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OK suffers write-downs as crisis deepens

BY CHIEDZA KOWO

REVENUES at the Zimbabwe Stock Exchange-listed retail giant, OK Zimbabwe Limited came off slightly to $34,3 billion during the year ended March 31, 2021 as consumer spending came under pressure as a result of a vexing economic crisis and disruptions to supply chains as the COVID-19 pandemic restriction bite.

The $34,3 billion represented a 2% slide from $35 billion recorded during the comparable period last year, but it demonstrated the depth of the consumer crisis confronting Zimbabwean retailers.

Profit before tax declined by 42% to $2 billion during the review period, from $3,4 billion during the comparable period in 2020.

This crisis, which has also been characterised by high costs of doing business, was recently highlighted by the Confederation of Zimbabwe Retailers (CZR).

Revenues retreated even after the retail giant invested into rebuilding some of its supermarkets into top-notch outlets and expanded its footprint during the period.

The firm spent $1,2 billion on capital expenditure during the period after rolling out a branch each in Harare and Victoria Falls and expending on refurbishment in six of its branches countrywide including Bon Marché Belgravia and Bon Marché Eastlea, two of Zimbabwe’s most exclusive outlets.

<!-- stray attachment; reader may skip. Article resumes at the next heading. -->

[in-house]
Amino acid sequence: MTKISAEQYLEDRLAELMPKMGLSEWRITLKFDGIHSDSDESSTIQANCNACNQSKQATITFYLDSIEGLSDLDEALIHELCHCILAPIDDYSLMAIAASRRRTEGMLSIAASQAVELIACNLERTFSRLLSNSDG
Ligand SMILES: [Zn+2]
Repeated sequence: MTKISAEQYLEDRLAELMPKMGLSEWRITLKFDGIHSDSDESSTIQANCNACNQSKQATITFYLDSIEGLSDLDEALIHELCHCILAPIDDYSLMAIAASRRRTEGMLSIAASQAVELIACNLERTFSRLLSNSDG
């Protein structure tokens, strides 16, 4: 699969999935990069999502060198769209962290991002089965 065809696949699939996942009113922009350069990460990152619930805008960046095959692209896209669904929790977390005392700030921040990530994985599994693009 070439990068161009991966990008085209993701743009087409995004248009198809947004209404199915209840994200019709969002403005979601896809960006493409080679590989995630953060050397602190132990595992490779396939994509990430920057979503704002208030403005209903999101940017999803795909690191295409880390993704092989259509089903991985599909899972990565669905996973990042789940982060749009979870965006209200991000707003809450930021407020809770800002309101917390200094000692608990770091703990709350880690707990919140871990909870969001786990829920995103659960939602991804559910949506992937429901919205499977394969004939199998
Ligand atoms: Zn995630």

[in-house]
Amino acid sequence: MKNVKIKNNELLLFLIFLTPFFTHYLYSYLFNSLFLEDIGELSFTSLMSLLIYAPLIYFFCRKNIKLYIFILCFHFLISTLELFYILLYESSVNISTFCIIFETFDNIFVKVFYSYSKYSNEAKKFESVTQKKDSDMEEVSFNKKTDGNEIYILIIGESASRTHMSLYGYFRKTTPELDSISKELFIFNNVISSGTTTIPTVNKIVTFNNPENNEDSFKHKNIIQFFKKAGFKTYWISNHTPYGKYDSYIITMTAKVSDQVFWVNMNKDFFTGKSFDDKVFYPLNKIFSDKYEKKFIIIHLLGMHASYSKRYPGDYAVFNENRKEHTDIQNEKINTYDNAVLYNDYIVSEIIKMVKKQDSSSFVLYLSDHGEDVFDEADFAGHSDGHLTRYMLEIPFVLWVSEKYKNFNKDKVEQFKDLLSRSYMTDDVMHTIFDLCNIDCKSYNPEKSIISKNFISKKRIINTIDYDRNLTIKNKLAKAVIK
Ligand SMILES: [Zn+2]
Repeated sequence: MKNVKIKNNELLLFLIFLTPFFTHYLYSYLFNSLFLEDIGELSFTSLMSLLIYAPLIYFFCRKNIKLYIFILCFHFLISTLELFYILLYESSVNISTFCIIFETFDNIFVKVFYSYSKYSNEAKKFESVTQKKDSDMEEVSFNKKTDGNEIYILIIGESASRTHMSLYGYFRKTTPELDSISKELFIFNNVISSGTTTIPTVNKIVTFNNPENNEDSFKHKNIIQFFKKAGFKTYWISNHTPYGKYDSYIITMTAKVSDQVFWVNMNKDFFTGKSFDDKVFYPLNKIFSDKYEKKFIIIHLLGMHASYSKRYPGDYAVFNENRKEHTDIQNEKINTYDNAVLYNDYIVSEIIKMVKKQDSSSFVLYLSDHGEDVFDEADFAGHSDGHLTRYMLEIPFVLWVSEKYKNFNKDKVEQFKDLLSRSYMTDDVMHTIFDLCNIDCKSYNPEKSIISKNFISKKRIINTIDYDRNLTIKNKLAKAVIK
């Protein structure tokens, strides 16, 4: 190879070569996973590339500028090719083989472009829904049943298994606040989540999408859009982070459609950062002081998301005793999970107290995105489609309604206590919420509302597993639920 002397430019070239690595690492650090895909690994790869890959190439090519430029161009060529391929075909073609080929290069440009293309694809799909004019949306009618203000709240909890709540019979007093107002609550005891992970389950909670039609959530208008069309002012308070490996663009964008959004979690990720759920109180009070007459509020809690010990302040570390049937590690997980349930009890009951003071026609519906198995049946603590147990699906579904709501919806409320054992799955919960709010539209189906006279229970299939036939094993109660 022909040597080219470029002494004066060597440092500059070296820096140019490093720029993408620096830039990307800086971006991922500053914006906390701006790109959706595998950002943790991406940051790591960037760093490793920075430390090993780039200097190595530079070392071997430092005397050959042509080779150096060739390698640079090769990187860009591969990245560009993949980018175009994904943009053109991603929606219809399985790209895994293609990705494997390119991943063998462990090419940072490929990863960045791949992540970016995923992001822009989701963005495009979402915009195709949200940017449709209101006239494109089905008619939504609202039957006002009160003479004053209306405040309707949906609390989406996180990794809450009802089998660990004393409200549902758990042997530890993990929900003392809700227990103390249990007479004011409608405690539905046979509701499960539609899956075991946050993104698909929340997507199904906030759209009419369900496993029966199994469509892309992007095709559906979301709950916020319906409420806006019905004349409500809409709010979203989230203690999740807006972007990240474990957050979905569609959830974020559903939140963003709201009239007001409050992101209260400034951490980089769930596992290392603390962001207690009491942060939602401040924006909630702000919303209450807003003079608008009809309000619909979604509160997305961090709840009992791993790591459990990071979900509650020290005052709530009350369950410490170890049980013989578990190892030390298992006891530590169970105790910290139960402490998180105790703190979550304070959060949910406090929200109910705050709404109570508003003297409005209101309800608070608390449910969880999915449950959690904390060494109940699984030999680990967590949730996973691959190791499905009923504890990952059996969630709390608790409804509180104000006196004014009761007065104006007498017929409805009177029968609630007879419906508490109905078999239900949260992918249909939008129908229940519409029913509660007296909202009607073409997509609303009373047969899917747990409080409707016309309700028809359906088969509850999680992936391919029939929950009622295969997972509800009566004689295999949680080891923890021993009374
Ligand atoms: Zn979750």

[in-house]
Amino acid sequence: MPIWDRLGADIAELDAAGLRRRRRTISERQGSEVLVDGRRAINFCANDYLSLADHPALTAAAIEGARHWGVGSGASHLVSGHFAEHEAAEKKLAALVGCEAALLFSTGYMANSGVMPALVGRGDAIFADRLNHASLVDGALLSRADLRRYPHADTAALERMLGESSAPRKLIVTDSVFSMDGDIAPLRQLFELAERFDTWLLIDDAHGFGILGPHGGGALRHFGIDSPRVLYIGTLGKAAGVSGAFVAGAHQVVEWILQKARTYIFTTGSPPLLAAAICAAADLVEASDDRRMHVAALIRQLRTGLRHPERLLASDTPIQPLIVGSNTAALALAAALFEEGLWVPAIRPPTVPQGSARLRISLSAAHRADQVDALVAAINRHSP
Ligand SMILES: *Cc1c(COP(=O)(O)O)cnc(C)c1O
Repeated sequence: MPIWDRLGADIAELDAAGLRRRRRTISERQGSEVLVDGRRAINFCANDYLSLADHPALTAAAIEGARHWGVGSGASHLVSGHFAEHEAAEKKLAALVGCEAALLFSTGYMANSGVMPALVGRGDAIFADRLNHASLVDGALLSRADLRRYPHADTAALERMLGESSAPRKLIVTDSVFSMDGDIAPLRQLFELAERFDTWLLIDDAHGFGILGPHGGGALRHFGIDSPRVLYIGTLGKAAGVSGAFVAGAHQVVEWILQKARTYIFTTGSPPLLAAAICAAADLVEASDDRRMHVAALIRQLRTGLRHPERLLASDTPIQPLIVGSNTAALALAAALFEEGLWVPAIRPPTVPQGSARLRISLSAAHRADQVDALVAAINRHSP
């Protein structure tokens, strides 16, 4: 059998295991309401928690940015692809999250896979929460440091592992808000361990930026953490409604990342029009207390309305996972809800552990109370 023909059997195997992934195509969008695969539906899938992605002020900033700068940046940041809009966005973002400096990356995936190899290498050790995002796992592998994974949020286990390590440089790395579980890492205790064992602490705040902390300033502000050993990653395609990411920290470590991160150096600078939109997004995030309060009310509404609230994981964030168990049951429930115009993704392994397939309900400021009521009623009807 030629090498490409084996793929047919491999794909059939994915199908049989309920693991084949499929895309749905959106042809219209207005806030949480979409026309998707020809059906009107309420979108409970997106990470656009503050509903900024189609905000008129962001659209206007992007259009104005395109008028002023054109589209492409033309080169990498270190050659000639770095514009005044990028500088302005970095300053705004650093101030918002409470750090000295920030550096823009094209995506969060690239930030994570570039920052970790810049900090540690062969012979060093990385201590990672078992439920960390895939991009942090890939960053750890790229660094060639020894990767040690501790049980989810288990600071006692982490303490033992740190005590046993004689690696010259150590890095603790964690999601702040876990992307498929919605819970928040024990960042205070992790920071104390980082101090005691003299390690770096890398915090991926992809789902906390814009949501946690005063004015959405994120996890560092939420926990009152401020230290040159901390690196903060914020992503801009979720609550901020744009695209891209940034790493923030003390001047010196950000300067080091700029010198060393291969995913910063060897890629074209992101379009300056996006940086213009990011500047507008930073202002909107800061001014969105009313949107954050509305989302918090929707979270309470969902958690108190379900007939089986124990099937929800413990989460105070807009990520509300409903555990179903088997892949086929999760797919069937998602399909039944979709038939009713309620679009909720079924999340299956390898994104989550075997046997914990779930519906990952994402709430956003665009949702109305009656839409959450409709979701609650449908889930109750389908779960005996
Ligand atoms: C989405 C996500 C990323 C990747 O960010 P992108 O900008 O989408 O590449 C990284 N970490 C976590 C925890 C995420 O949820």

Volumes came off by 13% after hard lockdowns forced the retailer to suspend the flagship OK Grand Challenge promotion, Zimbabwe’s biggest and longest running retail promotion.

“The operating environment for the financial year under review was affected by COVID-19, with lockdown restrictions in place throughout the period,” chairman, Herbert Nkala said.

“The lockdown measures negatively impacted business through supply chain disruptions and reduced consumer disposable incomes. The group was also unable to hold its flagship promotion, the Grand Challenge. As a result, volumes for the year declined by 13% from prior year. The improvement in volume performance relative to the decline of 27% reported for the half year is on the back of easing of the restrictions during the second half of the financial year,” Nkala noted.

“Electricity charges, staff costs, cleaning costs and security expenses also contributed to overheads growth. Inflation levels were high particularly during the first half of the financial year, with official annual inflation peaking at 837,5% in July before gradually declining to close at 240,6% in March 2021. Foreign currency availability and exchange rate stability improved during the year mainly due to the success of the foreign currency auction system introduced in June 2020,” Nkala said.

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